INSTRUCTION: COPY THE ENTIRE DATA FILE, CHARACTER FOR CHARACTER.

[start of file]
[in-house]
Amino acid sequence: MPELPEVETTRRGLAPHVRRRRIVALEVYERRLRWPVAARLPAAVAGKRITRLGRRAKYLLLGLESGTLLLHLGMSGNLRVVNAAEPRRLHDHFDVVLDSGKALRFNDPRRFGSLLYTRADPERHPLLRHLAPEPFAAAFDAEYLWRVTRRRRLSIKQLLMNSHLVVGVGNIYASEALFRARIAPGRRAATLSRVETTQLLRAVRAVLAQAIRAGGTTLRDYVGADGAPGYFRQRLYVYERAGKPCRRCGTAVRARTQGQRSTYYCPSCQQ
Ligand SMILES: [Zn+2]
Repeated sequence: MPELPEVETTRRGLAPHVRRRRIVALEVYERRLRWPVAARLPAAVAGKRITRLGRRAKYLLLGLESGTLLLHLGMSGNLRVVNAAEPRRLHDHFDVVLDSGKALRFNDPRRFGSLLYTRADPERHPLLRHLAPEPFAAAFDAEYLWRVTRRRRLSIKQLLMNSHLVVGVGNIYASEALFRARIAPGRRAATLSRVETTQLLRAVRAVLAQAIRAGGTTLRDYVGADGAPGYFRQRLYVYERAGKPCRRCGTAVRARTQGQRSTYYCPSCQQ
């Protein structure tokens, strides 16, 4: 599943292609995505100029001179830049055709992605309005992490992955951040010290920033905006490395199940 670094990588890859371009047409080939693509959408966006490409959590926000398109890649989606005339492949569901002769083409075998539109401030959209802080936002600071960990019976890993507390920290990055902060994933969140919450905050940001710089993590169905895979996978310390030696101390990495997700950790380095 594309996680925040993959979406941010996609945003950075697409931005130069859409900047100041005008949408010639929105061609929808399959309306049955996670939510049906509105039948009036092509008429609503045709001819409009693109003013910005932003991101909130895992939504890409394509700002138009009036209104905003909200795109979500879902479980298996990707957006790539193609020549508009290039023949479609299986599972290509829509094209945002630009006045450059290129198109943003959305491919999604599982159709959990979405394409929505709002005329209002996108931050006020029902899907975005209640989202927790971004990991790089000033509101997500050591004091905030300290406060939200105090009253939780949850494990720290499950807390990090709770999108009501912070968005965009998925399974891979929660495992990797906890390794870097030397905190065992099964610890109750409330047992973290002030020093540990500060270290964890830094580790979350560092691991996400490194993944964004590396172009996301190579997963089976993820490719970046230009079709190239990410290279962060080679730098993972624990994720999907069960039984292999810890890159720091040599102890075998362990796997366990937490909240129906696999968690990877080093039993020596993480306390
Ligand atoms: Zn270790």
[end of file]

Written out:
[in-house]
Amino acid sequence: MPELPEVETTRRGLAPHVRRRRIVALEVYERRLRWPVAARLPAAVAGKRITRLGRRAKYLLLGLESGTLLLHLGMSGNLRVVNAAEPRRLHDHFDVVLDSGKALRFNDPRRFGSLLYTRADPERHPLLRHLAPEPFAAAFDAEYLWRVTRRRRLSIKQLLMNSHLVVGVGNIYASEALFRARIAPGRRAATLSRVETTQLLRAVRAVLAQAIRAGGTTLRDYVGADGAPGYFRQRLYVYERAGKPCRRCGTAVRARTQGQRSTYYCPSCQQ
Ligand SMILES: [Zn+2]
Repeated sequence: MPELPEVETTRRGLAPHVRRRRIVALEVYERRLRWPVAARLPAAVAGKRITRLGRRAKYLLLGLESGTLLLHLGMSGNLRVVNAAEPRRLHDHFDVVLDSGKALRFNDPRRFGSLLYTRADPERHPLLRHLAPEPFAAAFDAEYLWRVTRRRRLSIKQLLMNSHLVVGVGNIYASEALFRARIAPGRRAATLSRVETTQLLRAVRAVLAQAIRAGGTTLRDYVGADGAPGYFRQRLYVYERAGKPCRRCGTAVRARTQGQRSTYYCPSCQQ
């Protein structure tokens, strides 16, 4: 599943292609995505100029001179830049055709992605309005992490992955951040010290920033905006490395199940 670094990588890859371009047409080939693509959408966006490409959590926000398109890649989606005339492949569901002769083409075998539109401030959209802080936002600071960990019976890993507390920290990055902060994933969140919450905050940001710089993590169905895979996978310390030696101390990495997700950790380095 594309996680925040993959979406941010996609945003950075697409931005130069859409900047100041005008949408010639929105061609929808399959309306049955996670939510049906509105039948009036092509008429609503045709001819409009693109003013910005932003991101909130895992939504890409394509700002138009009036209104905003909200795109979500879902479980298996990707957006790539193609020549508009290039023949479609299986599972290509829509094209945002630009006045450059290129198109943003959305491919999604599982159709959990979405394409929505709002005329209002996108931050006020029902899907975005209640989202927790971004990991790089000033509101997500050591004091905030300290406060939200105090009253939780949850494990720290499950807390990090709770999108009501912070968005965009998925399974891979929660495992990797906890390794870097030397905190065992099964610890109750409330047992973290002030020093540990500060270290964890830094580790979350560092691991996400490194993944964004590396172009996301190579997963089976993820490719970046230009079709190239990410290279962060080679730098993972624990994720999907069960039984292999810890890159720091040599102890075998362990796997366990937490909240129906696999968690990877080093039993020596993480306390
Ligand atoms: Zn270790």